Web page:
Trending News Today: New California Law Requires Coverage of Fertility Procedures for Patients with Cancer

Top news of the day from across the health care landscape.

California health insurers will now be required to cover the cost of fertility options for patients with cancer, the Los Angeles Times reported. According to the article, Senate Bill 600, by state Sen Anthony Portantino (D-La Cañada Flintridge), explicitly requires health plans to comply with covering such services, which include sperm banking and egg freezing, prior to medical treatment that can cause infertility. The bill would also apply to other medical procedures that can affect fertility, such as treatment for some autoimmune diseases or gender confirmation surgery.

A new study suggests that treatment-naïve patients with multiple sclerosis (MS) have greater reductions in MS relapses with an initiation of oral disease-modifying therapies (DMTs) compared with injectable DMTs, The American Journal of Managed Care reported. According to the article, the study included a total of 9378 patients, the majority (65.5%) of whom started with injectable DMTs, followed by oral DMTs (26.1%), and infusion DMTs (8.5%). Overall, patients on oral DMTs had the highest 12-month persistence (50.3%) among those who relapsed 3 months or sooner after initiating treatment and a 39% reduction in relapses postindex compared with patients who started on injectable DMTs, who had a 22% reduction, the article reported.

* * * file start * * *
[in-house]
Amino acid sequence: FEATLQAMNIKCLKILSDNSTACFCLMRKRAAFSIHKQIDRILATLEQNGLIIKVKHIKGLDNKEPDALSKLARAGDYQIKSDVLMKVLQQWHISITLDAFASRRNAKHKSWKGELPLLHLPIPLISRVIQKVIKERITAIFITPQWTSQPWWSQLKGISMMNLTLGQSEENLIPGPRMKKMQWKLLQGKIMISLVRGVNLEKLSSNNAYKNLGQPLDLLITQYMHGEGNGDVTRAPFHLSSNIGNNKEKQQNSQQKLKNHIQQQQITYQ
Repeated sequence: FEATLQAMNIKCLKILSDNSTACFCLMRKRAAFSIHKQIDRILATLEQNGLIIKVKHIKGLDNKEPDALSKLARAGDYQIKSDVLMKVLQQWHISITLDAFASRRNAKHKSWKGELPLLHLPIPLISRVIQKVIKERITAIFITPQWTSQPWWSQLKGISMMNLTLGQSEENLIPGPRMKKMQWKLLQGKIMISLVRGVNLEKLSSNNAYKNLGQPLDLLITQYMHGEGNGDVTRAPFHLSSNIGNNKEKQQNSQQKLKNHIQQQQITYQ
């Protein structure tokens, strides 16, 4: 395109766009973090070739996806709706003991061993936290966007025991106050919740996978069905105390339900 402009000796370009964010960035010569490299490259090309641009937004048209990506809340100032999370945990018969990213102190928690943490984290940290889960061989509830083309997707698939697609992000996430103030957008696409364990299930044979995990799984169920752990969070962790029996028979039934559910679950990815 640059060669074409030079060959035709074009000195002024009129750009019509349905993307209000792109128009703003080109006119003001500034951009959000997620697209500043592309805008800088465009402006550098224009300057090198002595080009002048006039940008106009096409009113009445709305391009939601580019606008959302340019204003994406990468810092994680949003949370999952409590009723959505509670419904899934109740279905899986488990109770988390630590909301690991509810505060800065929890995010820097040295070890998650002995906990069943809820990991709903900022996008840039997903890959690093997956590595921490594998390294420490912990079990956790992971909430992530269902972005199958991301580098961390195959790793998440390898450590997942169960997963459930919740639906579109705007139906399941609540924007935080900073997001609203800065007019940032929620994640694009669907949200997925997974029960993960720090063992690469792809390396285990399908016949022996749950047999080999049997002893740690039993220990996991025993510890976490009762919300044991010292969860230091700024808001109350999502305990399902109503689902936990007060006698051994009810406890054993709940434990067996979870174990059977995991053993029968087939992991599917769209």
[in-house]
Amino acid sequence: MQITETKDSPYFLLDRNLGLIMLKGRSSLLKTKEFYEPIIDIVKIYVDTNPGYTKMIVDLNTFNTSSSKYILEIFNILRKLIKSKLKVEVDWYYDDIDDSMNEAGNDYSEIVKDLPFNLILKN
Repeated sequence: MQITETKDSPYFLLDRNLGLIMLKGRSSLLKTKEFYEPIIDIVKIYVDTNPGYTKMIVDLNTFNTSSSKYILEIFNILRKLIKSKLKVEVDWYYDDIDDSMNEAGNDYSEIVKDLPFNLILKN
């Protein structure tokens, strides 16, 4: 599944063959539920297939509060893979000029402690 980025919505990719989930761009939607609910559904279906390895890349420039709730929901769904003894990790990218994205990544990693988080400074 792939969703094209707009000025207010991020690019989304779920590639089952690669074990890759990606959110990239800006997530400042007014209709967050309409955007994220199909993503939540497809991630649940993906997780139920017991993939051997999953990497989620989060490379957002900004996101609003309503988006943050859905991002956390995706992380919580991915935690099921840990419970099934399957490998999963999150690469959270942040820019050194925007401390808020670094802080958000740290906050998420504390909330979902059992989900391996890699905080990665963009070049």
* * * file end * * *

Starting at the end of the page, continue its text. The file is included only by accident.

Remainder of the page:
A recent study showed that men who conceive children using assisted reproduction techniques, such as in vitro fertilization (IVF), are more likely to develop prostate cancer, Reuters reported. According to the article, the researchers examined data on 1.18 million Swedish fathers, including approximately 21,000 who used IVF and approximately 15,000 who used intra-cytoplasm sperm injection (ISCI) to conceive. Compared with men who conceived naturally, those who used IVF were 33% more likely to develop prostate cancer and men who used ICSI were 64% more likely to develop prostate cancer, the article reported.

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